In IFS, the human mind is constituted of multiple 'parts' and is not singular as most of us often perceive it to be. Our parts break down into two categories; exiles and protectors. Exiles are the tender, vulnerable parts of us that are burdened by early life experiences that were hurtful or overwhelming for our younger self. They then take on the burden of certain feelings, beliefs and body sensations. Exile examples can include those burdened by shame, worthlessness, loneliness, sadness and grief (amongst a number of others). Protectors on the other hand are parts that took on protective roles early on in our lives to help us manage and soothe the hurtful experiences we may have experienced. They persist in these roles into present day and continue to try to "protect" us in a wide variety of ways from being hurt again or from experiencing the feelings, beliefs or body sensations held by the exiles.

In the example of my client, their protector part began to critique their Self-led compassion response towards the cat. Interestingly, a protector type I've come across regularly are what are called "Critic" protectors. Often, critic protectors use self criticism as a means to try to make us behave in ways that they deem are safe and socially appropriate. They often use shame to steer and control our behaviours. It sounds strange, but this is actually considered a protective function because the shame spurred by the Critic part is deemed preferable to the possibility that someone else might judge a particular behaviour as inappropriate. It essentially means that shaming ourself is ok as long as it is in the service of avoiding shaming from someone else, which must be avoided at all costs. For my client, it seems their critic part was concerned that if they had gone back and offered further compassion and care to the cat they would have run the risk of being judged by their partner and thereby shamed for their behaviour. The critic part avoided the potential of this occurring by criticising them to the point they were no longer in touch with their Self-compassion and inevitably avoided going back.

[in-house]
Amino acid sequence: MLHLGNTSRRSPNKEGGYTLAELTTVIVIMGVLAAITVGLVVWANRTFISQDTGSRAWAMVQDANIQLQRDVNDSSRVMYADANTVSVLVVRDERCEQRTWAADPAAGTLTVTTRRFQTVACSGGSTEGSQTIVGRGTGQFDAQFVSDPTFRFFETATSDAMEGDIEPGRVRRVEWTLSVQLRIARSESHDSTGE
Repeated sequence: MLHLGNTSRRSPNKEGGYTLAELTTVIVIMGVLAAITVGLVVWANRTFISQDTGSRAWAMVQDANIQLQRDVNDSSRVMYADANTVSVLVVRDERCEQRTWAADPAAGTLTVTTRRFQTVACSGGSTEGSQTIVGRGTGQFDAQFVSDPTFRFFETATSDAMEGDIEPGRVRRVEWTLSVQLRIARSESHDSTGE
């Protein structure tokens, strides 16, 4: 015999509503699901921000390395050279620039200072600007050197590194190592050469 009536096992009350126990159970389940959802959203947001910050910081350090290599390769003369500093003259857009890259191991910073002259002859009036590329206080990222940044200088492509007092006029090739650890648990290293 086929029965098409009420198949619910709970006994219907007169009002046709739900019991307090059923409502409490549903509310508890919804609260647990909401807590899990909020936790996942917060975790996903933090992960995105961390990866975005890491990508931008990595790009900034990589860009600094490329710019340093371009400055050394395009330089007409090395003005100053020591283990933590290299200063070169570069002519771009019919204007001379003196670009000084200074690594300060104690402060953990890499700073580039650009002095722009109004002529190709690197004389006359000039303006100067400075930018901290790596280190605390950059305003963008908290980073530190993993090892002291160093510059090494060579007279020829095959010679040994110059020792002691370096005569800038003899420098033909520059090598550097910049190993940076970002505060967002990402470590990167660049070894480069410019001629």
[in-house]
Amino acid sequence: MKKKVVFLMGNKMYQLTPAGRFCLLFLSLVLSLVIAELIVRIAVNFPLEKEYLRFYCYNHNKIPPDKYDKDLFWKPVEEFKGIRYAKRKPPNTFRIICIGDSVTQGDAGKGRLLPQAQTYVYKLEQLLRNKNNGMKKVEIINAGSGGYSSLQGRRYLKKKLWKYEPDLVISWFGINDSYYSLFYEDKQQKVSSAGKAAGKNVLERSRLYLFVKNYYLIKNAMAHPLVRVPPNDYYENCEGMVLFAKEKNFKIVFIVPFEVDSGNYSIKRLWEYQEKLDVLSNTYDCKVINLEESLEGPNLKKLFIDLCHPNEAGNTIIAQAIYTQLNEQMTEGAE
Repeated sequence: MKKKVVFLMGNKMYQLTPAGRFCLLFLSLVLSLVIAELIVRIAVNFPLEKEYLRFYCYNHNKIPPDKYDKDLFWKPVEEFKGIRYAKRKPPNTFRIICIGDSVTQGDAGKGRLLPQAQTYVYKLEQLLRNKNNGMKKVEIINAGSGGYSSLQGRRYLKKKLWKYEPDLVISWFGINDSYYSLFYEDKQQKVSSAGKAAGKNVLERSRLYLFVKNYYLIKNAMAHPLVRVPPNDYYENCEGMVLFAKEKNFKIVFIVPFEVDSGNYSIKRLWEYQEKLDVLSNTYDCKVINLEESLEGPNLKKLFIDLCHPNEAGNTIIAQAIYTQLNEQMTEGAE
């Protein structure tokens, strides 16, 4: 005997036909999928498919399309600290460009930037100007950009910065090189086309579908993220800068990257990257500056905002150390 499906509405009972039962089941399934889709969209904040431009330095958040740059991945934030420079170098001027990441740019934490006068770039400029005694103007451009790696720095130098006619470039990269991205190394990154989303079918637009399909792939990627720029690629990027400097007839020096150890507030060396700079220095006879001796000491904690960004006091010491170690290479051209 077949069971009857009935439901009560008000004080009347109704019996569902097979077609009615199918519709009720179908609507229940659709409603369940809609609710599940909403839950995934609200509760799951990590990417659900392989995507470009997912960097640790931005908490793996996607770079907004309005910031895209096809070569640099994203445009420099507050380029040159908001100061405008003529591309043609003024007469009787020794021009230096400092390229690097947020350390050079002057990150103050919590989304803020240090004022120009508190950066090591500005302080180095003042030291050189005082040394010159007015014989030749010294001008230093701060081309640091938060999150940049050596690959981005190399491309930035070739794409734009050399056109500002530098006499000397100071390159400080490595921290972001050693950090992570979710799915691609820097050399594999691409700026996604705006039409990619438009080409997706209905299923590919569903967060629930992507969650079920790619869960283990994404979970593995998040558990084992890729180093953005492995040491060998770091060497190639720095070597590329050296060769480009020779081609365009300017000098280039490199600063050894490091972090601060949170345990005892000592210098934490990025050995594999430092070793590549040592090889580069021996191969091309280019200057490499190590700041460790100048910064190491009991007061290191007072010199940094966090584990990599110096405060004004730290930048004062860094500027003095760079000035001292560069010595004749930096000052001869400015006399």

What does IFS therapy offer here?

IFS is an evidence based and compassionate psychotherapy. It uses experiential techniques in order to gradually introduce us to the full range of our parts, starting initially with protectors and later, to our exiles. As we get to know our parts, we begin to know and feel that they are trying their best to help us survive in the world and have good intentions for us (even the shaming critic mentioned above). As we learn more about our parts and begin to connect to them, there is an inevitable meeting between the parts and Self. Essentially, the parts begin to feel the care, compassion and curiosity of the Self. When this happens, protectors start to settle, to calm and to open space inside. Taking this a step forward, as the protectors make room for Self, the next step can often occur - meeting and unburdening our vulnerable exile parts. This is usually a big moment in IFS therapy as when exiles unburden, the feelings and beliefs they have carried is released and clients experience great relief. Importantly, the protectors that were connected to the unburdened exiles can relax back further and often drop their protective roles completely for more adaptive prosocial roles in our inner system.

As the psychotherapy process unfolds, what were once just glimmers of Self-energy now become more and more stable periods of Self showing up in our lives. As Self arises more and more, a positive feedback loop gains momentum and we are able to notice when we are triggered into our various parts more quickly and we know how to compassionately and curiously work with our parts to find the clear, courageous or caring path forward in a given context. As the unburdening process progresses, what were once automatic triggers for us, no longer have the power they once had. We then have more choice as to how we are responding and showing up in our lives. Rather than led by our parts, we are more and more Self-led.